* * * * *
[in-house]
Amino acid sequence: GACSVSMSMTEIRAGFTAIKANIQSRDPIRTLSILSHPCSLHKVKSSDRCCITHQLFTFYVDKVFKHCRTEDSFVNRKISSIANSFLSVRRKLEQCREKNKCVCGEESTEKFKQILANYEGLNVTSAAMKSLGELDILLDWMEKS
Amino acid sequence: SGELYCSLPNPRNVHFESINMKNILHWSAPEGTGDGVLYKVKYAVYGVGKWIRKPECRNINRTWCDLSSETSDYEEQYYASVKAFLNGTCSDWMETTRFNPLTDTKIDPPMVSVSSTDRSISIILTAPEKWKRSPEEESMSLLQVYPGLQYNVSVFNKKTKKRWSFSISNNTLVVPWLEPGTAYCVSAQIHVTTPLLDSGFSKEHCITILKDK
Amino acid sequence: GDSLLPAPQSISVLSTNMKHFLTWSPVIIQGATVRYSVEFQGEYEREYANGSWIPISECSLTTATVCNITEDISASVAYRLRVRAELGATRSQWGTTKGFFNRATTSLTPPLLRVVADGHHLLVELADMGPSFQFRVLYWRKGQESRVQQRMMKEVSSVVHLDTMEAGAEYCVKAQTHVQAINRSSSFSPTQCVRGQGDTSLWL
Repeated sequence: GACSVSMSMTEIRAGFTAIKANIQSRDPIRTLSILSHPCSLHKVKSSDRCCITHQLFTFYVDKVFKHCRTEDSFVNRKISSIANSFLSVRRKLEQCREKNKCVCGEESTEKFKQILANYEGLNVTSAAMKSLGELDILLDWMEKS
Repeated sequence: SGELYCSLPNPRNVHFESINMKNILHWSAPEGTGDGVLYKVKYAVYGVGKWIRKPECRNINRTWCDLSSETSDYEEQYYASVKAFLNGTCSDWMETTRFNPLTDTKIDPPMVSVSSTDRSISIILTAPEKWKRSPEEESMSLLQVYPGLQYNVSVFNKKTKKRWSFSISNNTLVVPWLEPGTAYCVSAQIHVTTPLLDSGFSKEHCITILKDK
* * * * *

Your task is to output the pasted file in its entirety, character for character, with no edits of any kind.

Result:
[in-house]
Amino acid sequence: GACSVSMSMTEIRAGFTAIKANIQSRDPIRTLSILSHPCSLHKVKSSDRCCITHQLFTFYVDKVFKHCRTEDSFVNRKISSIANSFLSVRRKLEQCREKNKCVCGEESTEKFKQILANYEGLNVTSAAMKSLGELDILLDWMEKS
Amino acid sequence: SGELYCSLPNPRNVHFESINMKNILHWSAPEGTGDGVLYKVKYAVYGVGKWIRKPECRNINRTWCDLSSETSDYEEQYYASVKAFLNGTCSDWMETTRFNPLTDTKIDPPMVSVSSTDRSISIILTAPEKWKRSPEEESMSLLQVYPGLQYNVSVFNKKTKKRWSFSISNNTLVVPWLEPGTAYCVSAQIHVTTPLLDSGFSKEHCITILKDK
Amino acid sequence: GDSLLPAPQSISVLSTNMKHFLTWSPVIIQGATVRYSVEFQGEYEREYANGSWIPISECSLTTATVCNITEDISASVAYRLRVRAELGATRSQWGTTKGFFNRATTSLTPPLLRVVADGHHLLVELADMGPSFQFRVLYWRKGQESRVQQRMMKEVSSVVHLDTMEAGAEYCVKAQTHVQAINRSSSFSPTQCVRGQGDTSLWL
Repeated sequence: GACSVSMSMTEIRAGFTAIKANIQSRDPIRTLSILSHPCSLHKVKSSDRCCITHQLFTFYVDKVFKHCRTEDSFVNRKISSIANSFLSVRRKLEQCREKNKCVCGEESTEKFKQILANYEGLNVTSAAMKSLGELDILLDWMEKS
Repeated sequence: SGELYCSLPNPRNVHFESINMKNILHWSAPEGTGDGVLYKVKYAVYGVGKWIRKPECRNINRTWCDLSSETSDYEEQYYASVKAFLNGTCSDWMETTRFNPLTDTKIDPPMVSVSSTDRSISIILTAPEKWKRSPEEESMSLLQVYPGLQYNVSVFNKKTKKRWSFSISNNTLVVPWLEPGTAYCVSAQIHVTTPLLDSGFSKEHCITILKDK